Maybe I should send this story to Dr. Z, because I’m sure that in Michael Irvin’s playing days he wouldn’t have put down the pipe long enough to teach some little kids about respect.

Good story - not many guys in the NFL care too much like Art did.
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Old 08-07-2007, 02:59 AM   #12
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Re: Art Monk Story Investors Business Daily Article

The thing that kills me is that so many idiots commenting over at FoxSports about the induction of Irvin to the HOF say that off-field actions shouldn't impact someone's acceptance into the HOF. Yet the reason Irvin is in and Monk is not is because of off-field actions.

Monk didn't talk much (including to the press) so they didn't pay much attention to him (and didn't like him too much either, I guess.) And, as a half on-field, half off-field item, he didn't nag about not getting the ball. As a result he got less passes thrown his way after we got the rest of the Posse. (How long was it before someone matched the 106 passes he caught in one season before the Posse got there?)

On the other hand, Irvin was loud, always saying (like my 5-year-old) "look at me, look at me!" Then he topped it off by becoming a member of the "press" himself. He set himself up perfectly.

So the bottom line is what you do off the field impacts heavily if you get into the HOF or not. It's just not the desired impact. Very sad.
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Old 08-07-2007, 10:59 AM   #13
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Re: Art Monk Story Investors Business Daily Article

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The thing that kills me is that so many idiots commenting over at FoxSports about the induction of Irvin to the HOF say that off-field actions shouldn't impact someone's acceptance into the HOF. Yet the reason Irvin is in and Monk is not is because of off-field actions.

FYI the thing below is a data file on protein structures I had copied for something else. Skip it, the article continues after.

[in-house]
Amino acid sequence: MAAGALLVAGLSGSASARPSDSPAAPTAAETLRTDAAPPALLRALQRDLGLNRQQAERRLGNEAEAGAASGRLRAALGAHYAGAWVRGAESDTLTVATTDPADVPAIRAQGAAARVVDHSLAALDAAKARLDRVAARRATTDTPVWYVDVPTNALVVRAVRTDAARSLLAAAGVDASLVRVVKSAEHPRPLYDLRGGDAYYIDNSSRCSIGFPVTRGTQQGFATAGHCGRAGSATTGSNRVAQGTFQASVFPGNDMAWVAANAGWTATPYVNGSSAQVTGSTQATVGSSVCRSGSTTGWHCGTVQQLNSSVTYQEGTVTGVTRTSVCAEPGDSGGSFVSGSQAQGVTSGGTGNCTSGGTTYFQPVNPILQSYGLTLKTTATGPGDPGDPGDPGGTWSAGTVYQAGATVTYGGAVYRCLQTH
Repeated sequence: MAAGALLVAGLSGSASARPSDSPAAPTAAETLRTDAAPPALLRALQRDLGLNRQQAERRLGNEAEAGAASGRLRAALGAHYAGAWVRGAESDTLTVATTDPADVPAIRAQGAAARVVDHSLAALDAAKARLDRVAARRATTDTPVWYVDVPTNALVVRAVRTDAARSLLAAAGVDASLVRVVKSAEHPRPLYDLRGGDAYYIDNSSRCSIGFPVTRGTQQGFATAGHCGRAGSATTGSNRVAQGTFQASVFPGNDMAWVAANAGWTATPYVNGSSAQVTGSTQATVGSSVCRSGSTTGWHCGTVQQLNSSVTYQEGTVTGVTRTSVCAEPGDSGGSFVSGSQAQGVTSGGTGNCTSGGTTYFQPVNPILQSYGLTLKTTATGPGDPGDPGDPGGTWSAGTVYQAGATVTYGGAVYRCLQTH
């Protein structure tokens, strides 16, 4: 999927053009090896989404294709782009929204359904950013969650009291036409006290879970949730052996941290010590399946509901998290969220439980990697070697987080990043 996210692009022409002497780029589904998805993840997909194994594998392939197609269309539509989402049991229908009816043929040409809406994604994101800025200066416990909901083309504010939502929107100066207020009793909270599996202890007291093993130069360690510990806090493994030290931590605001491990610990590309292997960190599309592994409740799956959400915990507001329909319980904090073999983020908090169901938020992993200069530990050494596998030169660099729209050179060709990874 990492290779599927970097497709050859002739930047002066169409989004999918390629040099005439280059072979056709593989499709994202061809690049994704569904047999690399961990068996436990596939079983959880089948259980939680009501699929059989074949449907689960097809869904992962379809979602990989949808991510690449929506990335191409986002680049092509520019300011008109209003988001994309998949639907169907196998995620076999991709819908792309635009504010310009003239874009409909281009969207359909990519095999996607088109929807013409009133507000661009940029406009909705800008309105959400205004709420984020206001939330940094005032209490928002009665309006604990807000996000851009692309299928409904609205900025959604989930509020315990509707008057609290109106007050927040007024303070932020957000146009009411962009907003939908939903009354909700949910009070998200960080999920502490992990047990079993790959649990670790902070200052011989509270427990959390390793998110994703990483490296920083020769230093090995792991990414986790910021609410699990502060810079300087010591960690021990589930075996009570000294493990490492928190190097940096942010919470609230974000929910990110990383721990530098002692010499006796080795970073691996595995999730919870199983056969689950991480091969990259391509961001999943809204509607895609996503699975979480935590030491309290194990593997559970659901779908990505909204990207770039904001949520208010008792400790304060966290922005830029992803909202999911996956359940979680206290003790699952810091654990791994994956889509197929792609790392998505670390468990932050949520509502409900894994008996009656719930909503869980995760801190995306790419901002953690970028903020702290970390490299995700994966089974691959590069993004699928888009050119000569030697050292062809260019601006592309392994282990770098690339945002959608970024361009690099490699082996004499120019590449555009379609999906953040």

Monk didn't talk much (including to the press) so they didn't pay much attention to him (and didn't like him too much either, I guess.) And, as a half on-field, half off-field item, he didn't nag about not getting the ball. As a result he got less passes thrown his way after we got the rest of the Posse. (How long was it before someone matched the 106 passes he caught in one season before the Posse got there?)

On the other hand, Irvin was loud, always saying (like my 5-year-old) "look at me, look at me!" Then he topped it off by becoming a member of the "press" himself. He set himself up perfectly.

So the bottom line is what you do off the field impacts heavily if you get into the HOF or not. It's just not the desired impact. Very sad.
I know what you are saying. Until the NFL Hall of Fame inducts Monk I, like many fans of the game (not just Skins fans) won't take it seriously. In fact when I was flipping the channels the night of the Hall induction this past week I couldn't watch it as Irvin was being introduced by Jerry Jones - Monk has been waiting like 7-8 years? Injustice if you ask me.
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Old 08-07-2007, 01:06 PM   #14
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Re: Art Monk Story Investors Business Daily Article

I think the thing that says the most about Art Monk is that he doesn't really give a damn what Peter the Pig King or Dr. Z or any of those HOF voting clowns think of him and really isn't bothered by not being in yet.

He isn't desperate to be liked or noticed like Michael Irvin and isn't so pathetic that he needs to set up lobbying efforts to get himself in.

I trully think that the tide is turning though and more and more former players and coaches and media outlets outside of the Redskin fan base are beginning to see how outrageous this is.

I just don't want Dan Snyder to take a page out of the Jerry Jones book and lobby it to death. What Jones did was sickening, cheap and obnoxious to watch and it looked corrupt. Art Monk is to good for that.

Besides King and Z are so phoney and pathetic that as soon as the majority want Monk in they will flip flop like all of the other phoney HOF voters and he'll get in.